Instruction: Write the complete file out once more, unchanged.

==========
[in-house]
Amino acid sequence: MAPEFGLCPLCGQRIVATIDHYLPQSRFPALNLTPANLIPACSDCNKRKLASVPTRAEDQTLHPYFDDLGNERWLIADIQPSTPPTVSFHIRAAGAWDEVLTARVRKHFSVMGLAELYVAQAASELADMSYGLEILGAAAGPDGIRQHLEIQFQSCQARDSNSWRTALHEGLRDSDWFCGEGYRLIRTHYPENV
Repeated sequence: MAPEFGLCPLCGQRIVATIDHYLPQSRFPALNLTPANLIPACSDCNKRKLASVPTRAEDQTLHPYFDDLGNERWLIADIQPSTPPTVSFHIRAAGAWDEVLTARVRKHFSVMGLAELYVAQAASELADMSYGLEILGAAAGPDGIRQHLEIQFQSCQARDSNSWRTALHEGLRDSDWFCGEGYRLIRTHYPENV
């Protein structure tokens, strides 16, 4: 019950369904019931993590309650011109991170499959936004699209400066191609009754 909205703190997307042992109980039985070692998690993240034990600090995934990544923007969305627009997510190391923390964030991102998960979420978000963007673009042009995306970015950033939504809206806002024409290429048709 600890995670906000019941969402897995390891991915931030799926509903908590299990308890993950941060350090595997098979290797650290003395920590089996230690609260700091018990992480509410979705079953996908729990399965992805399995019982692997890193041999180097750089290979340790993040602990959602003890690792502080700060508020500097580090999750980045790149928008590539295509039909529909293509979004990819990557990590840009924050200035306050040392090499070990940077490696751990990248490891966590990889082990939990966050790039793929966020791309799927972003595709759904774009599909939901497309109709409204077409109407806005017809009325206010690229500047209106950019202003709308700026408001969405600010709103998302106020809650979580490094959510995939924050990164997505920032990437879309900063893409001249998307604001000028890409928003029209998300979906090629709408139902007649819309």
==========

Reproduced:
[in-house]
Amino acid sequence: MAPEFGLCPLCGQRIVATIDHYLPQSRFPALNLTPANLIPACSDCNKRKLASVPTRAEDQTLHPYFDDLGNERWLIADIQPSTPPTVSFHIRAAGAWDEVLTARVRKHFSVMGLAELYVAQAASELADMSYGLEILGAAAGPDGIRQHLEIQFQSCQARDSNSWRTALHEGLRDSDWFCGEGYRLIRTHYPENV
Repeated sequence: MAPEFGLCPLCGQRIVATIDHYLPQSRFPALNLTPANLIPACSDCNKRKLASVPTRAEDQTLHPYFDDLGNERWLIADIQPSTPPTVSFHIRAAGAWDEVLTARVRKHFSVMGLAELYVAQAASELADMSYGLEILGAAAGPDGIRQHLEIQFQSCQARDSNSWRTALHEGLRDSDWFCGEGYRLIRTHYPENV
């Protein structure tokens, strides 16, 4: 019950369904019931993590309650011109991170499959936004699209400066191609009754 909205703190997307042992109980039985070692998690993240034990600090995934990544923007969305627009997510190391923390964030991102998960979420978000963007673009042009995306970015950033939504809206806002024409290429048709 600890995670906000019941969402897995390891991915931030799926509903908590299990308890993950941060350090595997098979290797650290003395920590089996230690609260700091018990992480509410979705079953996908729990399965992805399995019982692997890193041999180097750089290979340790993040602990959602003890690792502080700060508020500097580090999750980045790149928008590539295509039909529909293509979004990819990557990590840009924050200035306050040392090499070990940077490696751990990248490891966590990889082990939990966050790039793929966020791309799927972003595709759904774009599909939901497309109709409204077409109407806005017809009325206010690229500047209106950019202003709308700026408001969405600010709103998302106020809650979580490094959510995939924050990164997505920032990437879309900063893409001249998307604001000028890409928003029209998300979906090629709408139902007649819309």